It is quite easy to understand why some people feel a bit anxious as an appointment with the dentist draws near. After all, many people still hold the perception that dental procedures can be uncomfortable and may even be painful. While the perception is still fairly common, it is one that is entirely unfounded and may lead to patients missing out on necessary dental care. Even the procedures that once had a reputation for leading to significant discomfort have been so vastly improved that patients are quite surprised to find that these anxiety-inducing procedures are hardly worth the pre-appointment worry.
Even though the anxiety many patients feel before an appointment is due to erroneous or outdated beliefs about dental procedures, it does not mean that being able to allay a sense of worry in advance of the appointment is an easy task. For most people, a bit of research into the nature of the procedure they are scheduled to undergo will be more than enough to calm their nerves before heading to the office. The younger segment may benefit from an added incentive to go with the accurate information, so a baseball fan in need of dental work may be far less anxious with the promise of a dream vacation that begins with spring training transportation.
For others, the concern may be a bit greater and will require a more involved approach. This may mean speaking with a dental professional well in advance of the appointment to go over the procedure, or it may be as simple as speaking with someone who has recently undergone a similar procedure. There is another group of individuals, however, that feel a more acute feeling of anxiety that requires a more nuanced approach. When the feeling of anxiety becomes so great that it feels almost paralyzing, it is important to seek out a form of therapy that reduces these feelings so that necessary dental work can be completed.
Through the use of cognitive behavioral therapy, researchers have found that as few as six sessions can reduce anxiety to a degree that patients are able to overcome their feelings of fear in order to receive the treatment they need. In some of these cases, patients needed to have sedation before being able to undergo dental procedures. After the therapy sessions, the majority of these individuals no longer needed sedation and were far better equipped to deal with the stress they felt before their appointment.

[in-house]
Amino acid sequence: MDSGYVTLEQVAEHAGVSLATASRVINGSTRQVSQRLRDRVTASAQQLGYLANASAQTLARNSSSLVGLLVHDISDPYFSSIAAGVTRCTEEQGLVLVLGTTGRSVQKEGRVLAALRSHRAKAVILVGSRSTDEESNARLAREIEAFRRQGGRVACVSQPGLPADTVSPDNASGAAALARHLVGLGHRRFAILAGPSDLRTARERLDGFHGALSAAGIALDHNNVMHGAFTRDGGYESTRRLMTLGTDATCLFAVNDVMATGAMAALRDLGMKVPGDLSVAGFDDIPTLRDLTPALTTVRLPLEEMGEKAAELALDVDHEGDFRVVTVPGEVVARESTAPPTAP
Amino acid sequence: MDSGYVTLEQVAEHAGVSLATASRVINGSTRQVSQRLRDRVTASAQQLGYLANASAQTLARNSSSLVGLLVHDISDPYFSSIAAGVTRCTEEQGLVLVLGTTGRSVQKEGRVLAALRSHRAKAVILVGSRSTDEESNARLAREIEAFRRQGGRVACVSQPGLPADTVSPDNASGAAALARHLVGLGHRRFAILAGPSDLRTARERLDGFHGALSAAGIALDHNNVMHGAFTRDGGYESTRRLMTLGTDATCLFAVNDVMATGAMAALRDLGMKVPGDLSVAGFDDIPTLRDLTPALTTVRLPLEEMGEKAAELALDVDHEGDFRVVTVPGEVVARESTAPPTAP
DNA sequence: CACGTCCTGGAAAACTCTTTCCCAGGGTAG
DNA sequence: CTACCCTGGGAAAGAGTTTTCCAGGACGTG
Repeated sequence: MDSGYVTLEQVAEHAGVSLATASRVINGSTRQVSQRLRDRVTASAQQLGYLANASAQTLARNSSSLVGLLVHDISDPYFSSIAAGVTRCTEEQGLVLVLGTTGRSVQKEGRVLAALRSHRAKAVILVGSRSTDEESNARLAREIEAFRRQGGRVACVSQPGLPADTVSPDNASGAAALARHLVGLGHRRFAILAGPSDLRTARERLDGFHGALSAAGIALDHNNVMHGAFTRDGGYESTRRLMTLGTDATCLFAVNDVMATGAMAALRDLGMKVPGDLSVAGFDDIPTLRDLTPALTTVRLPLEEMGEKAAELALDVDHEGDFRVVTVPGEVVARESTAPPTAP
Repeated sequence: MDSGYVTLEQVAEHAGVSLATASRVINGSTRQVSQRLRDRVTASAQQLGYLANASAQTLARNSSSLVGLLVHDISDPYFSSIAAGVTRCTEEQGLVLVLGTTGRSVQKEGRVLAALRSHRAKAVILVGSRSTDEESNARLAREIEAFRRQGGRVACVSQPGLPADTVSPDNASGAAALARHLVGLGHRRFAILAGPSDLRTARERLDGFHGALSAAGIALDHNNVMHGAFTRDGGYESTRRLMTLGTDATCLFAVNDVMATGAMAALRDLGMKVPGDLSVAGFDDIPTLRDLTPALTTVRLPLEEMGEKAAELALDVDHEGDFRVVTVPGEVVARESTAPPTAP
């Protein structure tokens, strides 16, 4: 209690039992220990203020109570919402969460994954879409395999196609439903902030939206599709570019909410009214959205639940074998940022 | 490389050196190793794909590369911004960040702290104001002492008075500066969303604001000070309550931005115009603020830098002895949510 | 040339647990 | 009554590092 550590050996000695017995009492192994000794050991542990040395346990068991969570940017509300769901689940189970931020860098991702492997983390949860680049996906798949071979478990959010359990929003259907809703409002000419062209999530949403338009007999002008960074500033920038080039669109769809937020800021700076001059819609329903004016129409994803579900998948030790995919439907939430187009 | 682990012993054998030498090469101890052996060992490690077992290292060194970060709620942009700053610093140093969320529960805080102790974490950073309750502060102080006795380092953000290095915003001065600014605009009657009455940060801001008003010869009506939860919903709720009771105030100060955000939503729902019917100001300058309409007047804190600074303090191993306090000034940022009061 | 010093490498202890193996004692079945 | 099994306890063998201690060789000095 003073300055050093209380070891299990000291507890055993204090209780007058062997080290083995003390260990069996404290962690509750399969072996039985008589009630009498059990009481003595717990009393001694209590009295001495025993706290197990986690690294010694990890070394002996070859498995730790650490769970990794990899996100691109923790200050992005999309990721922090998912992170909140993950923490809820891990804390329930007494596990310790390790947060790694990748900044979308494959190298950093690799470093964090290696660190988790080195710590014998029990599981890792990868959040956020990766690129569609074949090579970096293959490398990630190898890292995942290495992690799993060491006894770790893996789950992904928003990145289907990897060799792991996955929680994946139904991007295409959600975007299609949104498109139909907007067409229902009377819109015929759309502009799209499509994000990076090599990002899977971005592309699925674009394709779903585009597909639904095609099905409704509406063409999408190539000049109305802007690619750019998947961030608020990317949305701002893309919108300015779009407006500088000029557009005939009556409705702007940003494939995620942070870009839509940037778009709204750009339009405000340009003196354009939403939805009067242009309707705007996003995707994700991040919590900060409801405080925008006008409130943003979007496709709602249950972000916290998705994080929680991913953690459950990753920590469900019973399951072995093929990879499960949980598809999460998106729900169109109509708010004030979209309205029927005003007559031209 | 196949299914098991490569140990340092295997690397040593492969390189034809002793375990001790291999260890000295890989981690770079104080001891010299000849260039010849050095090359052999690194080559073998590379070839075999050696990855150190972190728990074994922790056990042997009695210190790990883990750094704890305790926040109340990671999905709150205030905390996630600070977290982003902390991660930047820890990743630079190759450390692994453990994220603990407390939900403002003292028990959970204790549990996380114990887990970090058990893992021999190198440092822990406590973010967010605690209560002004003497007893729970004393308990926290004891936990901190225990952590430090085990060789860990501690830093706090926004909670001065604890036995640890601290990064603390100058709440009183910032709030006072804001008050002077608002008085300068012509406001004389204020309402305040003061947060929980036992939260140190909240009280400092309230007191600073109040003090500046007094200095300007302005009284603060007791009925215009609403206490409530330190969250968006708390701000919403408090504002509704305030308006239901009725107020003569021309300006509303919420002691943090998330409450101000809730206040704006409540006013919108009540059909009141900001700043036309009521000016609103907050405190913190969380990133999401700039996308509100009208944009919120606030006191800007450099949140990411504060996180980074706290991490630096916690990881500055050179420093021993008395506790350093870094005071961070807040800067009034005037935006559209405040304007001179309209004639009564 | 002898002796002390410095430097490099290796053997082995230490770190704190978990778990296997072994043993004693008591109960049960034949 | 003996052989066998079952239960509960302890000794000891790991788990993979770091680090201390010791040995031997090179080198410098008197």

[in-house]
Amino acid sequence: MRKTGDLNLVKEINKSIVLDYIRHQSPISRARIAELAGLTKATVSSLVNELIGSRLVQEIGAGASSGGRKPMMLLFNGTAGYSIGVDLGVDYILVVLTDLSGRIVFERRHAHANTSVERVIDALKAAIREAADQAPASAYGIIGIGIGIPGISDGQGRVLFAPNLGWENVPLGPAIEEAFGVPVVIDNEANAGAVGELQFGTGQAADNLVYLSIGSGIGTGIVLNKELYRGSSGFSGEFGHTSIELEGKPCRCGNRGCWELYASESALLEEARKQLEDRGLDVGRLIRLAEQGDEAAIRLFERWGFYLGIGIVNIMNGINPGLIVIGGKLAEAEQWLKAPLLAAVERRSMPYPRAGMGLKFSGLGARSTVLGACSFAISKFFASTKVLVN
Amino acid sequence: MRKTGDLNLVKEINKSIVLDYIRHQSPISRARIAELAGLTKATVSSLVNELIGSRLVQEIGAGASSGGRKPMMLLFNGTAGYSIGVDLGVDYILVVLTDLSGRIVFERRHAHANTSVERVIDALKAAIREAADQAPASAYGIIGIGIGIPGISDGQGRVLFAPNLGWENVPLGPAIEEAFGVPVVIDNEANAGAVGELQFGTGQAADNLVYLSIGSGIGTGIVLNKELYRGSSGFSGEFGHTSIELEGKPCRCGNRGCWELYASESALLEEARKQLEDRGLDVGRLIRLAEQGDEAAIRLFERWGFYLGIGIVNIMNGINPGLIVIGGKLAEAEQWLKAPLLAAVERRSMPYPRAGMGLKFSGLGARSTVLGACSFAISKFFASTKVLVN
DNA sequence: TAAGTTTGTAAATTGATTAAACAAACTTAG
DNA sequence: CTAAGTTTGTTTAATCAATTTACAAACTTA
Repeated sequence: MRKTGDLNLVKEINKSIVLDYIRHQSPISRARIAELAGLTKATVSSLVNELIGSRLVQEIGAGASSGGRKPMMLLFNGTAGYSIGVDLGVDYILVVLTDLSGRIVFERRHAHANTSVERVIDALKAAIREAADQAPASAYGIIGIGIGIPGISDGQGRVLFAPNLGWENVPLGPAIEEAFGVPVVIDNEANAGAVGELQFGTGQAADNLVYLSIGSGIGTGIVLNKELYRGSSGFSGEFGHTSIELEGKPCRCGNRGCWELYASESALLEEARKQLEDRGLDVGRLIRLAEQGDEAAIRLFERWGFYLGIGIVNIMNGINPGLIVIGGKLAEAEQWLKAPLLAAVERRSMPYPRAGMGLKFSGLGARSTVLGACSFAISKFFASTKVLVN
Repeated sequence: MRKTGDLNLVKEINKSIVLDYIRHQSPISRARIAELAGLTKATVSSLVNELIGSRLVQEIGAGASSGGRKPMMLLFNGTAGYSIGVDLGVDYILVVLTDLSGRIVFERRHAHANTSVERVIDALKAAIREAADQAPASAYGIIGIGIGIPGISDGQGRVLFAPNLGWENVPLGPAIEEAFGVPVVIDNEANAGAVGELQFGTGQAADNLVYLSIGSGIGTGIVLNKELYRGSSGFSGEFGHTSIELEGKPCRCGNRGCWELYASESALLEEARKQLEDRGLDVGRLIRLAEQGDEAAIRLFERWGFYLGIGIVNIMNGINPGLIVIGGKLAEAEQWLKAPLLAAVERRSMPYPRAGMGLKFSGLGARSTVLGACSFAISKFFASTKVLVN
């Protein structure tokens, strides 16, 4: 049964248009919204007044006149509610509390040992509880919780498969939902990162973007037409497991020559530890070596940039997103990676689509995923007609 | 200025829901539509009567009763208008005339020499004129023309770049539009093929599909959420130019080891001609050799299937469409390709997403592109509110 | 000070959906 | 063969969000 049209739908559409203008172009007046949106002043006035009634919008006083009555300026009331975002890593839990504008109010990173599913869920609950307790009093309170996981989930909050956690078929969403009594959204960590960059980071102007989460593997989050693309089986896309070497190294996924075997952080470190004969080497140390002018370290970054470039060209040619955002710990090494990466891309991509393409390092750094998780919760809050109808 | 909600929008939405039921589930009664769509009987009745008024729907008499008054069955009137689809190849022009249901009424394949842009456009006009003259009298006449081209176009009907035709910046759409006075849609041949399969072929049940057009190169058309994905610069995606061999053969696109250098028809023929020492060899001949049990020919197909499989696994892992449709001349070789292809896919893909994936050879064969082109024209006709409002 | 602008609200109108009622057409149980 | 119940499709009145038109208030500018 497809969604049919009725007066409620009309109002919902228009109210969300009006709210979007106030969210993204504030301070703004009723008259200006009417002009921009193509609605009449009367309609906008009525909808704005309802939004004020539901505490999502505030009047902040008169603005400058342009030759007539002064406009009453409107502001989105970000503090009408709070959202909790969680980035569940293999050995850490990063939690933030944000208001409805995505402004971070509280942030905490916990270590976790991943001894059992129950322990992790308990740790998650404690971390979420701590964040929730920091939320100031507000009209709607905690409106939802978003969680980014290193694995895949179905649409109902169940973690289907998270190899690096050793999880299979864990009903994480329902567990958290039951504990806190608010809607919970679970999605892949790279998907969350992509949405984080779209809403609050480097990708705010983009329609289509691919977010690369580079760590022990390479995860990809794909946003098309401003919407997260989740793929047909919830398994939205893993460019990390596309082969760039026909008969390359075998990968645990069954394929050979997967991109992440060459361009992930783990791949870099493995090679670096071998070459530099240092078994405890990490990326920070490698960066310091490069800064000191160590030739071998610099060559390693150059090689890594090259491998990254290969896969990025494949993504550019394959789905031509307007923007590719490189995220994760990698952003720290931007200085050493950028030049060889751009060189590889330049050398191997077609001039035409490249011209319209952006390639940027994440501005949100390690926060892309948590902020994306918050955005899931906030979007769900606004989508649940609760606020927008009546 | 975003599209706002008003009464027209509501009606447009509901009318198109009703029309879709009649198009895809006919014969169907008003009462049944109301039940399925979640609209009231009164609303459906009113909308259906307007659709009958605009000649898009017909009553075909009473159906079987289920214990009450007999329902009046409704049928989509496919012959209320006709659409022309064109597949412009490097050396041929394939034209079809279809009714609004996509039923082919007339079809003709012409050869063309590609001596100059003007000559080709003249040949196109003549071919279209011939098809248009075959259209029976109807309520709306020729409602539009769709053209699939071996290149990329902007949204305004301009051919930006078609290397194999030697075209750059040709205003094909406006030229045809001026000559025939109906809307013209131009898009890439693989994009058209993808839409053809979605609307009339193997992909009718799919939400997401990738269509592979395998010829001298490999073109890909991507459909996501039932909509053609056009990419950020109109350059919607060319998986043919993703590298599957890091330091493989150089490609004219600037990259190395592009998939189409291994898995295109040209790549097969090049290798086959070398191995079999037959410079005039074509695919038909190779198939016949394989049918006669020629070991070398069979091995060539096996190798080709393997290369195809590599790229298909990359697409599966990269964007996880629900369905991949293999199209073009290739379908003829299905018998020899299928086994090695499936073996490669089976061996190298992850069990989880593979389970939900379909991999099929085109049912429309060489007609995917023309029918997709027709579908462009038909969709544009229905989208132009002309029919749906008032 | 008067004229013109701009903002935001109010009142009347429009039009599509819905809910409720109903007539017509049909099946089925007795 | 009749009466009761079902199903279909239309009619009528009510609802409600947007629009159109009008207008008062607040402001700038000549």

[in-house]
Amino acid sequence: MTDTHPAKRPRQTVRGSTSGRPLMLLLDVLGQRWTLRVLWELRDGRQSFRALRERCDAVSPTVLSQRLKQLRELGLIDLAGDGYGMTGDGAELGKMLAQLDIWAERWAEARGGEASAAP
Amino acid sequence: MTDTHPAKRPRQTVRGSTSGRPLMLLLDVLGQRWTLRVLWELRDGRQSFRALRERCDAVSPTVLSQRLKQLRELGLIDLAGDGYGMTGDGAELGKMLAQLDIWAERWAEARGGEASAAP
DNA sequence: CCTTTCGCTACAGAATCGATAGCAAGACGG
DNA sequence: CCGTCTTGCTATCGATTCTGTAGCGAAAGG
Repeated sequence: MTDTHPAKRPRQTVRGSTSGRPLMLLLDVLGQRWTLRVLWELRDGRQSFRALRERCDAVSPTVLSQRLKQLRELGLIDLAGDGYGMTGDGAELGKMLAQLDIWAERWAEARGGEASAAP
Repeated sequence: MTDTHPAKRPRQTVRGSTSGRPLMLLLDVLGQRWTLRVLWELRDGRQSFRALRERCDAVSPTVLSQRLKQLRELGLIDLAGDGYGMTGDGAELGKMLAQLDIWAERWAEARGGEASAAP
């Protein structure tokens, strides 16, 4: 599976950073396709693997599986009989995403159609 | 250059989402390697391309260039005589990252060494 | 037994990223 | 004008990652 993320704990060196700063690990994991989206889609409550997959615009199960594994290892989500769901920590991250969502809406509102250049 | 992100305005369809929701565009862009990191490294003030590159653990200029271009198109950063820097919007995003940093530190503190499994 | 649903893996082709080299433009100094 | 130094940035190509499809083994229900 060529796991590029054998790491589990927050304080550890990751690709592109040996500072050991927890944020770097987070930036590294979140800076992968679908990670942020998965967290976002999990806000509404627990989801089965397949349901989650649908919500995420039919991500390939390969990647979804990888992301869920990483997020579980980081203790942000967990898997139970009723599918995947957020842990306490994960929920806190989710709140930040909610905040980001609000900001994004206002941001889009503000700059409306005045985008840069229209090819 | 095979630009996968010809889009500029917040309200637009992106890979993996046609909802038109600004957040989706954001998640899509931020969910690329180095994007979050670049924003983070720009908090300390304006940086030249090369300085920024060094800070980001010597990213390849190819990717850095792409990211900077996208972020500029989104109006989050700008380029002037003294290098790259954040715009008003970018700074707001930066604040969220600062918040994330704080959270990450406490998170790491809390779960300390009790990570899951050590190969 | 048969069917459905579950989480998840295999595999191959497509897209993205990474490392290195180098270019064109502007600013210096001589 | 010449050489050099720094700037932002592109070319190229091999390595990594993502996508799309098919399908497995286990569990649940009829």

The reason this type of therapy works so well is due to the fact that the goal is not to entirely eliminate the feelings of anxiety, but rather to help the individual cope with those feelings in a more effective manner. The anxiety will be present or will return at some point before or during the procedure, but the patient will be better equipped to manage their emotions so they are able to experience firsthand just how comfortable dental procedures are and how their fears may have been wholly based on misconceptions.
Of course, not everyone feels anxiety before a dentist appointment, but it is still necessary to understand the procedures and to prepare accordingly. Patients in need of dental care should be able to clearly outline any dental issues they may be concerned with and should be prepared to ask any questions they may have regarding their appointment. As for long-term preparation, regular dental care is obviously critical for avoiding some of the more serious dental issues, and those who brush twice daily and floss regularly are far more likely to enjoy continued dental health.